5) Lying on your back you should be able to draw the heel of your injured leg towards your buttocks with the flexion through the knee joint virtually identical to that in your good leg.
6) Swelling in the calf, foot and around the knee area, should have abated by now. If it hasn’t you should be seeking help. At six months you should be able to wear all types of footwear including leather business shoes and Australian elastic-sided riding boots. I don’t know if I could fit into my custom made Surefoot ski boots yet. I haven’t tried. That would be getting way ahead of myself.
7) Definite muscle definition in the quadriceps and calf should be evident
8) You should be able to bench press 10 kg with the injured leg five times. This should be capable of repetition at least three times without pain. This should not be done except under close supervision from an experienced personal trainer or physiotherapist. It should not be attempted without a month of buildup exercises to stabilise the injured knee joint. This should not be attempted if it causes any pain
9) You should be able to flex 5 kg with the injured leg at least five times. This should be capable of repetition three times.
10) Static lunges with injured leg both forwards and backwards in the lunge should be possible with a hold counting to 5 on each one
11) Sets of five sitting squats, with weight equally divided on each leg and back supported by a gym ball against the wall should be possible without pain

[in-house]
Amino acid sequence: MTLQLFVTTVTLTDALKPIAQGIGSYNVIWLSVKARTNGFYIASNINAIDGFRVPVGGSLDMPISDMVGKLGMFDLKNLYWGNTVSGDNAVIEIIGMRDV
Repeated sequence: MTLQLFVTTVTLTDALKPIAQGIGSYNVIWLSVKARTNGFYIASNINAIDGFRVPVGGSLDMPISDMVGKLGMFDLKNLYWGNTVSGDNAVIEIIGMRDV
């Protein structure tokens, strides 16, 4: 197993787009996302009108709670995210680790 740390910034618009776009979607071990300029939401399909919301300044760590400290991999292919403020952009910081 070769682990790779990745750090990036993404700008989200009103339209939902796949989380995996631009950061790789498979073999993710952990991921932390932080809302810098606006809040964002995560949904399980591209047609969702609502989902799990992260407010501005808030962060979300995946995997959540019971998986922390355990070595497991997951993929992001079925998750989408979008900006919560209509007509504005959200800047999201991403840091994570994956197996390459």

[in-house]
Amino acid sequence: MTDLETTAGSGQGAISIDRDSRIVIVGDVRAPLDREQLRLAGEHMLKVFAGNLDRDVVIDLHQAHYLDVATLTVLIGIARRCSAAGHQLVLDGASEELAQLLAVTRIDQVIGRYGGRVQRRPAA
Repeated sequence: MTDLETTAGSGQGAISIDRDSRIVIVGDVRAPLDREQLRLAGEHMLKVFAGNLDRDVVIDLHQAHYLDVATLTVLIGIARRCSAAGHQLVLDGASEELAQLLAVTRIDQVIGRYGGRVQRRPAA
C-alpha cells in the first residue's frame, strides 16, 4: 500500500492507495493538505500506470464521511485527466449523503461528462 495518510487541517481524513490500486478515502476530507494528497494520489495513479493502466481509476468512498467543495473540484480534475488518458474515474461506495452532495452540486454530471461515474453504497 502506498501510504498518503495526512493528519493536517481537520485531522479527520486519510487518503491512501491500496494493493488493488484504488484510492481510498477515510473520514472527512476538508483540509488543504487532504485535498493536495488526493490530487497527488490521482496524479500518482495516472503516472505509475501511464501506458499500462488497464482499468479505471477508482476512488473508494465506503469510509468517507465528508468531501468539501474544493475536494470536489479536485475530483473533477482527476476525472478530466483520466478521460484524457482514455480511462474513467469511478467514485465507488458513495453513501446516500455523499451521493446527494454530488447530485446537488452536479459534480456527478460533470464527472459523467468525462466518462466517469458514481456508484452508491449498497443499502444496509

12) Step ups onto a 30cm bench holding a 10kg dumbell in each hand should be possible in repetitions of 10 step ups and five sets. Both legs.
13) Walking normally down stairs leading off each leg without discomfit and without hanging onto the handrail
14) Thirty minutes on a stationary bike, with the chain on the big ring at the front and on the middle cogs on the back of a ten speed bike i.e. the fifth and sixth cog. This should be done with a cadence between 70 and 80rpm. This should not cause any pain or resistance in the injured knee. Care should be taken that power is imparted to both pedals equally and the exercise is not done just with the uninjured leg.
14) Swimming, both with and without flippers, both in the pool and in moderate surf, should be improving. I can now comfortably swim 4km in open water but am still very wary getting in and out of the surf and will not go out in big surf. I may not venture out in big surf again.